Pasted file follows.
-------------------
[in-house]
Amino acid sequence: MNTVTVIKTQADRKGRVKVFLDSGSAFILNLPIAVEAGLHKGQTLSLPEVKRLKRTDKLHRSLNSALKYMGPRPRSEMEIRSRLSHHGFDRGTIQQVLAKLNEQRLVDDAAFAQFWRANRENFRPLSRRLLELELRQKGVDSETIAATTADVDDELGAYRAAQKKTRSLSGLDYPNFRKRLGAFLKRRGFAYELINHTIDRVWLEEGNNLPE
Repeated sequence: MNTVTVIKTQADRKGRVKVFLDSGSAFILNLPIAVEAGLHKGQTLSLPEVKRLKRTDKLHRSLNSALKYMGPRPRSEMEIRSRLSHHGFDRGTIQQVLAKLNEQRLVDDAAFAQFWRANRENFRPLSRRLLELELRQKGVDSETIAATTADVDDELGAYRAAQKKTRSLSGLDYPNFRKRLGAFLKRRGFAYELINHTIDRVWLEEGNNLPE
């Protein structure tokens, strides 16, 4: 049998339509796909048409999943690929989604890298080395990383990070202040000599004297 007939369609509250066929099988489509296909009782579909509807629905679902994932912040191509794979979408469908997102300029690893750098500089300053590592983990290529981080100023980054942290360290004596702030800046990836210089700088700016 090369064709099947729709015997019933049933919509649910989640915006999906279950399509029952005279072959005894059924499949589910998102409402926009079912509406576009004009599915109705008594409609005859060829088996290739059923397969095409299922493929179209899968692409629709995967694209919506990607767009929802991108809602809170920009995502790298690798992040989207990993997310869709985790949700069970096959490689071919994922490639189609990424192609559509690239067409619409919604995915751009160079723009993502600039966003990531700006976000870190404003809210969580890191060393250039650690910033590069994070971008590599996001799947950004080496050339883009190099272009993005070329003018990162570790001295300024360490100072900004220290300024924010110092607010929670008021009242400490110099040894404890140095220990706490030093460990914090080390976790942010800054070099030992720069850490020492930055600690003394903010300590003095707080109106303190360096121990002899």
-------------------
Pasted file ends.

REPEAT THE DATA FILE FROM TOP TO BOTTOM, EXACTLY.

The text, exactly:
[in-house]
Amino acid sequence: MNTVTVIKTQADRKGRVKVFLDSGSAFILNLPIAVEAGLHKGQTLSLPEVKRLKRTDKLHRSLNSALKYMGPRPRSEMEIRSRLSHHGFDRGTIQQVLAKLNEQRLVDDAAFAQFWRANRENFRPLSRRLLELELRQKGVDSETIAATTADVDDELGAYRAAQKKTRSLSGLDYPNFRKRLGAFLKRRGFAYELINHTIDRVWLEEGNNLPE
Repeated sequence: MNTVTVIKTQADRKGRVKVFLDSGSAFILNLPIAVEAGLHKGQTLSLPEVKRLKRTDKLHRSLNSALKYMGPRPRSEMEIRSRLSHHGFDRGTIQQVLAKLNEQRLVDDAAFAQFWRANRENFRPLSRRLLELELRQKGVDSETIAATTADVDDELGAYRAAQKKTRSLSGLDYPNFRKRLGAFLKRRGFAYELINHTIDRVWLEEGNNLPE
């Protein structure tokens, strides 16, 4: 049998339509796909048409999943690929989604890298080395990383990070202040000599004297 007939369609509250066929099988489509296909009782579909509807629905679902994932912040191509794979979408469908997102300029690893750098500089300053590592983990290529981080100023980054942290360290004596702030800046990836210089700088700016 090369064709099947729709015997019933049933919509649910989640915006999906279950399509029952005279072959005894059924499949589910998102409402926009079912509406576009004009599915109705008594409609005859060829088996290739059923397969095409299922493929179209899968692409629709995967694209919506990607767009929802991108809602809170920009995502790298690798992040989207990993997310869709985790949700069970096959490689071919994922490639189609990424192609559509690239067409619409919604995915751009160079723009993502600039966003990531700006976000870190404003809210969580890191060393250039650690910033590069994070971008590599996001799947950004080496050339883009190099272009993005070329003018990162570790001295300024360490100072900004220290300024924010110092607010929670008021009242400490110099040894404890140095220990706490030093460990914090080390976790942010800054070099030992720069850490020492930055600690003394903010300590003095707080109106303190360096121990002899």